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SA Can UK Personal Loan Debt Affect Me in Australia?

Discussion in 'Australian Consumer Law Forum' started by richard300, 6 June 2015.

  1. richard300

    richard300 Member

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    My wife and I moved to Australia seven months ago on 189 Permanent residency visas.

    We both have individual personal loans and have been struggling to pay them due to my wife's job falling through, and my only just having found fulltime work.

    About 3 months ago my wife stopped being able to pay her loan in the UK, I have been continuing to pay mine, but it's got to the point now where I am faced with a dilemma - continue paying my loan and risk our life in Australia, or stop paying it, and giving my family a fighting chance at our new life.

    Even though I witnessed the banks make a very good friend of mine (and his wife and three children) homeless and destitute when his business failed in 2009 - I still struggle with the moral decision of "They were willing to loan me this money, I should pay it back".

    But immediate self preservation is leading me to stop paying this debt, focus on making things work here in AU and taking my chances.

    I do see many conflicting opinions about how (in Australia) such a decision could haunt me, with reciprocal legal laws being in place between the UK and Australia.

    If this the case, then what is the likelihood of being chased and the consequences?

    As it stands, I would be owing a personal loan of about £13000 and a UK high street bank overdraft of £750 and credit card of £750. I believe my wife owes something along the lines of £18000 to her high street bank in the form of a loan. These are not insignificant amounts and so I would imagine the companies would look to minimise their loss.

    I'm not proud of my situation.
     
  2. Tracy B

    Tracy B Well-Known Member

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    Hi Richard300,

    Theoretically, the bank in the UK, as a creditor, can bring a debt judgment order against you in the UK. They can then seek enforcement of that debt judgment order in Australia by applying for an enforcement order in Australia. With an Australian enforcement order, they can then place caveats on your property (home, car), contact your bank and your debtors to direct money to them in satisfaction of the enforcement order, hire a bailiff to assess valuables in your home. I say "theoretically" because this whole process is quite costly and time consuming and many creditors will just give up and write your debt off as a bad debt. However, if they do wish to pursue it, they can.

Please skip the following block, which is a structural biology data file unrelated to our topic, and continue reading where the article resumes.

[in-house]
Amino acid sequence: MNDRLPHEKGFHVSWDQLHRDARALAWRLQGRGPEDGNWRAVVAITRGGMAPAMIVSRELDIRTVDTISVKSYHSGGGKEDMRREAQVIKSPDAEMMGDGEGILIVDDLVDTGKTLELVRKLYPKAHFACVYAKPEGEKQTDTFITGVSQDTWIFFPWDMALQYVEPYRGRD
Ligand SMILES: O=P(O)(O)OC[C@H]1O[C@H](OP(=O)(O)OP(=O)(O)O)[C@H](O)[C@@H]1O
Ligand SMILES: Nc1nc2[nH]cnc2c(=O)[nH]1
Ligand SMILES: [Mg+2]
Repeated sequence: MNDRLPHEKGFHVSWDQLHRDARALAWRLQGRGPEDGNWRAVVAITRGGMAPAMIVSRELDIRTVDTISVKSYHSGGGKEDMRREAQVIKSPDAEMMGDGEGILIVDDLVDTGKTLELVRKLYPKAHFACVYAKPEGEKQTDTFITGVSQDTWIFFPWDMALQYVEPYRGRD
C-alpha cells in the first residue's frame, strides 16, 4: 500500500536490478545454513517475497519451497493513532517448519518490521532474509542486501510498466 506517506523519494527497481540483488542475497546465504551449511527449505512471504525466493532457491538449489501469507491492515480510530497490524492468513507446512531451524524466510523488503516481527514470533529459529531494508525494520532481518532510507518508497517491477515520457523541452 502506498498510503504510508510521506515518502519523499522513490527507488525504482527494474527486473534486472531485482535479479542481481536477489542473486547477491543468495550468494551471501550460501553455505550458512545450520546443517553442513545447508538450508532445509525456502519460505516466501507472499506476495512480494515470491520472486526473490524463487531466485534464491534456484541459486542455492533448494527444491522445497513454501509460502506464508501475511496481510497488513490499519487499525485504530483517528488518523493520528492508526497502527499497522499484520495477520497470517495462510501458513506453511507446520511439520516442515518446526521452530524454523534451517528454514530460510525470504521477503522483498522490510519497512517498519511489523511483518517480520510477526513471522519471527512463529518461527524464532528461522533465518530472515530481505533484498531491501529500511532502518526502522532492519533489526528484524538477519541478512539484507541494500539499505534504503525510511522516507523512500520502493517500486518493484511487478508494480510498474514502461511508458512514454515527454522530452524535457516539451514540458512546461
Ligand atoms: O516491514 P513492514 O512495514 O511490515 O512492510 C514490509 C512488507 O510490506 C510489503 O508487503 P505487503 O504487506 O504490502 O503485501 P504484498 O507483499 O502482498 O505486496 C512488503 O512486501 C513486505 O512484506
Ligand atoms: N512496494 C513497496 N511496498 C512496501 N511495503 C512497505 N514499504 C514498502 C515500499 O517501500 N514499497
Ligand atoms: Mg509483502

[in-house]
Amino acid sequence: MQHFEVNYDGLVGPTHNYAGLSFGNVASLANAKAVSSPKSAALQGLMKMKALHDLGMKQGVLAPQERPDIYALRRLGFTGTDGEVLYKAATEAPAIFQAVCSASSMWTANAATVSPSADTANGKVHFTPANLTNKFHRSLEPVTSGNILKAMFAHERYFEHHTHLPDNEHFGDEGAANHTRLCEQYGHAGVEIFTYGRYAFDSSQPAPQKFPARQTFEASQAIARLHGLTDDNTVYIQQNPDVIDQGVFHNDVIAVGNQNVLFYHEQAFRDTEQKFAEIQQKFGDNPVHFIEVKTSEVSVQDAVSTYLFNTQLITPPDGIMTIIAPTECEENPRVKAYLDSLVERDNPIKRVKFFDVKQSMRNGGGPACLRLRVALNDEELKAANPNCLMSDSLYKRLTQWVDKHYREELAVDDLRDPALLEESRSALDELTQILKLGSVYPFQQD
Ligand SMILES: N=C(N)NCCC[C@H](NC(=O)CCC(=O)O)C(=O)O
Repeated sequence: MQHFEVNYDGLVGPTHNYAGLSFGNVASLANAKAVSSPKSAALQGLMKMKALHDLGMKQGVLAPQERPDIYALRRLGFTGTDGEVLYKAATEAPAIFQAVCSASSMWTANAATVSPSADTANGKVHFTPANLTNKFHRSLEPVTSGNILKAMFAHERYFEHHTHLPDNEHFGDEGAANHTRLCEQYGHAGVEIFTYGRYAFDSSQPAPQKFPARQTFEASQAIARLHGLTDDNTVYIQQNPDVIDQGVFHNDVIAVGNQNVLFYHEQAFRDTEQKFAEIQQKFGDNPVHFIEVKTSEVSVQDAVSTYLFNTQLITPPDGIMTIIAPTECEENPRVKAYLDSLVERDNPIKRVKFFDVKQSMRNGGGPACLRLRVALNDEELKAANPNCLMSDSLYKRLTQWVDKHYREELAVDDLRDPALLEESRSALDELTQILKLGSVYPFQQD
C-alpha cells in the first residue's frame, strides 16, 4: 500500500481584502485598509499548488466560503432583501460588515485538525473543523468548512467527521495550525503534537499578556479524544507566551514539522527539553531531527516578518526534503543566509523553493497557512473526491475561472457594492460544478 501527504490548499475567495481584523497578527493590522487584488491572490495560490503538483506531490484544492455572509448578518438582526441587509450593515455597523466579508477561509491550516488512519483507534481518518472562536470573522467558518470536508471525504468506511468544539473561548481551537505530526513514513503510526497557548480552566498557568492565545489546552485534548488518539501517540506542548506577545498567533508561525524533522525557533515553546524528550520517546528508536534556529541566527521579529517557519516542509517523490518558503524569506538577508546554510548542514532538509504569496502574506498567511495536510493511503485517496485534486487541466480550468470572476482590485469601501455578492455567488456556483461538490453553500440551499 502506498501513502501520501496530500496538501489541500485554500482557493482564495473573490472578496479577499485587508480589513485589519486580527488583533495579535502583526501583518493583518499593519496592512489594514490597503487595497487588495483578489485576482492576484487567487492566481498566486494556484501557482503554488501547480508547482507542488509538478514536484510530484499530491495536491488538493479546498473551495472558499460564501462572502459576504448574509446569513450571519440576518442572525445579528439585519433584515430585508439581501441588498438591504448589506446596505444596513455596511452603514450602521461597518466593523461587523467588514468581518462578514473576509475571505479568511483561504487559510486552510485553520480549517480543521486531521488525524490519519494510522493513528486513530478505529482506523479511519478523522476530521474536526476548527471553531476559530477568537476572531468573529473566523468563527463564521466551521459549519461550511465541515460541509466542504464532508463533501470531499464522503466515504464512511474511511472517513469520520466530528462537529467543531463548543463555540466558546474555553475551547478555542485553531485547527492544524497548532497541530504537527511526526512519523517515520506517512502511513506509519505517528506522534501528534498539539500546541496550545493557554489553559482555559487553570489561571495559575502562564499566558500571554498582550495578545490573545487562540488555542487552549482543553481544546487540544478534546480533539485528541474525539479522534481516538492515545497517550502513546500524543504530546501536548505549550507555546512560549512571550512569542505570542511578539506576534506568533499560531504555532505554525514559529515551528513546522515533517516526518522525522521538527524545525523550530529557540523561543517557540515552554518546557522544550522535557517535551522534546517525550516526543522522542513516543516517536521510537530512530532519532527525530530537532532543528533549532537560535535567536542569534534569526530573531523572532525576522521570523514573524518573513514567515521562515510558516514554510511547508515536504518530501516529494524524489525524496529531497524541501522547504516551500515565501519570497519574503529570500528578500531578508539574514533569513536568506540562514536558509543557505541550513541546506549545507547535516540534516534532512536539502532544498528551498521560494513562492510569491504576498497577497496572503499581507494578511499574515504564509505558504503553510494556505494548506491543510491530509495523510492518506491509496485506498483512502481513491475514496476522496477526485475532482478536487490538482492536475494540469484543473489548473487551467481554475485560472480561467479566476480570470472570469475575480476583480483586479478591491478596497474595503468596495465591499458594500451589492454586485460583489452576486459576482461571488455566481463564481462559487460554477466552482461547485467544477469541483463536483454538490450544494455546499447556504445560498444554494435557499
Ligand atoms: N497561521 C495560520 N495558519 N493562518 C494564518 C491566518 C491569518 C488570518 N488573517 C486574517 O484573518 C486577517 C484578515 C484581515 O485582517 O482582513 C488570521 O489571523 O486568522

It's great that you and your family are trying to start over. It may help to see a financial advisor here in Australia. Most community legal centres offer free financial advice services that can help you assess your spending habits, earning capacity and advise you on a finance plan suitable for your situation. You can locate your nearest community legal centre here.

    Best of luck and welcome to Australia.
     
  3. richard300

    richard300 Member

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    Thank you for your very informative reply, Tracy..... I will go and see someone at the community finance centre.
    I note that you say that 'theoretically' and i guess a lot would depend on the amount owed? In theory i guess they wouldn't go to all the time and expense of perusing things for a few hundred pound, but probably would for hundreds of thousands of pounds - I have no idea what it would cost a UK company to pursue me for any debt. £13000 is a huge amount of money for me, it could (hopefully) be an acceptable loss for the bank?

    Do the UK companies simply not sell the debt to Australian companies, and then the Australian companies come knocking at the door?
     
  4. Tracy B

    Tracy B Well-Known Member

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    Hi Richard300,

    Even if the UK company sells their debt to an Australian company, the Australian company will need to get a judgment order. Depending no the specifics of the debt, the Australian company could seek this directly from an Australian court, or may need to get an UK court order first.

    It's really impossible to say whether the bank is likely to pursue your debt through the court system or not. This is really a choice for the bank, depending on internal policies, the bank's own financial position, whether the bank wants to "make an example out of you".. nobody but the bank itself can tell you this.
     

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